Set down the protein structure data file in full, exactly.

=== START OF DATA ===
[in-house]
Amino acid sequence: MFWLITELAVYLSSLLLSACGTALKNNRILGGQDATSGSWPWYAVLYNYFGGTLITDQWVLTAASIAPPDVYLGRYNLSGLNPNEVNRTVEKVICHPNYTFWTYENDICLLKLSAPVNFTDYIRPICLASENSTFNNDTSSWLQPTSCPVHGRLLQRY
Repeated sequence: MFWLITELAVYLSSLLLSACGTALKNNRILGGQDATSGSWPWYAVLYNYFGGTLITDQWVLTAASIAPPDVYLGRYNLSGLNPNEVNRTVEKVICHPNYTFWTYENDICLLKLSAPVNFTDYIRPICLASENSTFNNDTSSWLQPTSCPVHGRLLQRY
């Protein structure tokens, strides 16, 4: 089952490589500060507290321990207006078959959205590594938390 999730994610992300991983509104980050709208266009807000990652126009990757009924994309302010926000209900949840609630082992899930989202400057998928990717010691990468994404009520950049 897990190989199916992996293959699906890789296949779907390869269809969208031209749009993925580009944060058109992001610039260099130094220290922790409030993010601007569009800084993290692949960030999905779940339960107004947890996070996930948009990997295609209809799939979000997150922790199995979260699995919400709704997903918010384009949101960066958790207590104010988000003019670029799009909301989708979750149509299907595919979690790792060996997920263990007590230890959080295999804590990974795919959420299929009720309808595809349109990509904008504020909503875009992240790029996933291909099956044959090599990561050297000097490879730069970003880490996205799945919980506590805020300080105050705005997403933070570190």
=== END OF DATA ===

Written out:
[in-house]
Amino acid sequence: MFWLITELAVYLSSLLLSACGTALKNNRILGGQDATSGSWPWYAVLYNYFGGTLITDQWVLTAASIAPPDVYLGRYNLSGLNPNEVNRTVEKVICHPNYTFWTYENDICLLKLSAPVNFTDYIRPICLASENSTFNNDTSSWLQPTSCPVHGRLLQRY
Repeated sequence: MFWLITELAVYLSSLLLSACGTALKNNRILGGQDATSGSWPWYAVLYNYFGGTLITDQWVLTAASIAPPDVYLGRYNLSGLNPNEVNRTVEKVICHPNYTFWTYENDICLLKLSAPVNFTDYIRPICLASENSTFNNDTSSWLQPTSCPVHGRLLQRY
């Protein structure tokens, strides 16, 4: 089952490589500060507290321990207006078959959205590594938390 999730994610992300991983509104980050709208266009807000990652126009990757009924994309302010926000209900949840609630082992899930989202400057998928990717010691990468994404009520950049 897990190989199916992996293959699906890789296949779907390869269809969208031209749009993925580009944060058109992001610039260099130094220290922790409030993010601007569009800084993290692949960030999905779940339960107004947890996070996930948009990997295609209809799939979000997150922790199995979260699995919400709704997903918010384009949101960066958790207590104010988000003019670029799009909301989708979750149509299907595919979690790792060996997920263990007590230890959080295999804590990974795919959420299929009720309808595809349109990509904008504020909503875009992240790029996933291909099956044959090599990561050297000097490879730069970003880490996205799945919980506590805020300080105050705005997403933070570190």